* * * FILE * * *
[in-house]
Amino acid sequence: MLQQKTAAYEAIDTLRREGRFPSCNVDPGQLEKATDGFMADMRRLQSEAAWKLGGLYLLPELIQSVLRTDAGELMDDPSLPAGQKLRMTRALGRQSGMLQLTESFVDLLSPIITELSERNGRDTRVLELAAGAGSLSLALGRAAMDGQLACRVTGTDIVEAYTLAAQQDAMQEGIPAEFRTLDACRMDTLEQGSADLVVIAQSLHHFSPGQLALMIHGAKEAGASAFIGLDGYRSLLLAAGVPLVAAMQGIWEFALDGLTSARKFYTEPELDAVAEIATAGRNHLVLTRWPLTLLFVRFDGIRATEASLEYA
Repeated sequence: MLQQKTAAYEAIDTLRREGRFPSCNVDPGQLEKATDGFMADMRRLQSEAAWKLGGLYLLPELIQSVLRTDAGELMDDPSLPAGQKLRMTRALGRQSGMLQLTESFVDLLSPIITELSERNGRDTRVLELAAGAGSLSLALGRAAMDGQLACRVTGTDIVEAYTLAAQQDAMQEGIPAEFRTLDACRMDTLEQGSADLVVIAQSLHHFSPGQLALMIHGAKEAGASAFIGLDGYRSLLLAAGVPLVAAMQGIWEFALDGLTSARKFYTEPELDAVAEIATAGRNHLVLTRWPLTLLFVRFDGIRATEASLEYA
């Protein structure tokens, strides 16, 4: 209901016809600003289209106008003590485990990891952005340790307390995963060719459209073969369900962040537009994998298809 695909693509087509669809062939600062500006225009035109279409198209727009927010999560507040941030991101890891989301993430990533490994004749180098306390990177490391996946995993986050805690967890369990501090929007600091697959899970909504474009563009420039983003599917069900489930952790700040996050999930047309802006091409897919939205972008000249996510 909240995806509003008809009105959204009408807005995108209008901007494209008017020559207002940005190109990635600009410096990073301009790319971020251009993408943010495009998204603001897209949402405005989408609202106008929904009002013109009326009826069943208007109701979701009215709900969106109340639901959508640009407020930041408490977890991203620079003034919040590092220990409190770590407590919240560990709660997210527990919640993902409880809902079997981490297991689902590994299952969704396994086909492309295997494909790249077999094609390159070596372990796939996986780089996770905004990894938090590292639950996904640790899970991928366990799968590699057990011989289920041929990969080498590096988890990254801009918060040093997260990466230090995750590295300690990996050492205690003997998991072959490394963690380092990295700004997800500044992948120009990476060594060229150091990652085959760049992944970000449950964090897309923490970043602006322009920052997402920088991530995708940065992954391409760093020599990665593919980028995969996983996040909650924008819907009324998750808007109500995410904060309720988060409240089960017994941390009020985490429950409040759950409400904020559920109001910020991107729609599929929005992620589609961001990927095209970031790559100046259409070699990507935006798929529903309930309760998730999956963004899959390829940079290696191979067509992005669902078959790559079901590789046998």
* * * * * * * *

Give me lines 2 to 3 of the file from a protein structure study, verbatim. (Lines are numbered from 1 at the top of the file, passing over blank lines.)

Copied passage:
Amino acid sequence: MLQQKTAAYEAIDTLRREGRFPSCNVDPGQLEKATDGFMADMRRLQSEAAWKLGGLYLLPELIQSVLRTDAGELMDDPSLPAGQKLRMTRALGRQSGMLQLTESFVDLLSPIITELSERNGRDTRVLELAAGAGSLSLALGRAAMDGQLACRVTGTDIVEAYTLAAQQDAMQEGIPAEFRTLDACRMDTLEQGSADLVVIAQSLHHFSPGQLALMIHGAKEAGASAFIGLDGYRSLLLAAGVPLVAAMQGIWEFALDGLTSARKFYTEPELDAVAEIATAGRNHLVLTRWPLTLLFVRFDGIRATEASLEYA
Repeated sequence: MLQQKTAAYEAIDTLRREGRFPSCNVDPGQLEKATDGFMADMRRLQSEAAWKLGGLYLLPELIQSVLRTDAGELMDDPSLPAGQKLRMTRALGRQSGMLQLTESFVDLLSPIITELSERNGRDTRVLELAAGAGSLSLALGRAAMDGQLACRVTGTDIVEAYTLAAQQDAMQEGIPAEFRTLDACRMDTLEQGSADLVVIAQSLHHFSPGQLALMIHGAKEAGASAFIGLDGYRSLLLAAGVPLVAAMQGIWEFALDGLTSARKFYTEPELDAVAEIATAGRNHLVLTRWPLTLLFVRFDGIRATEASLEYA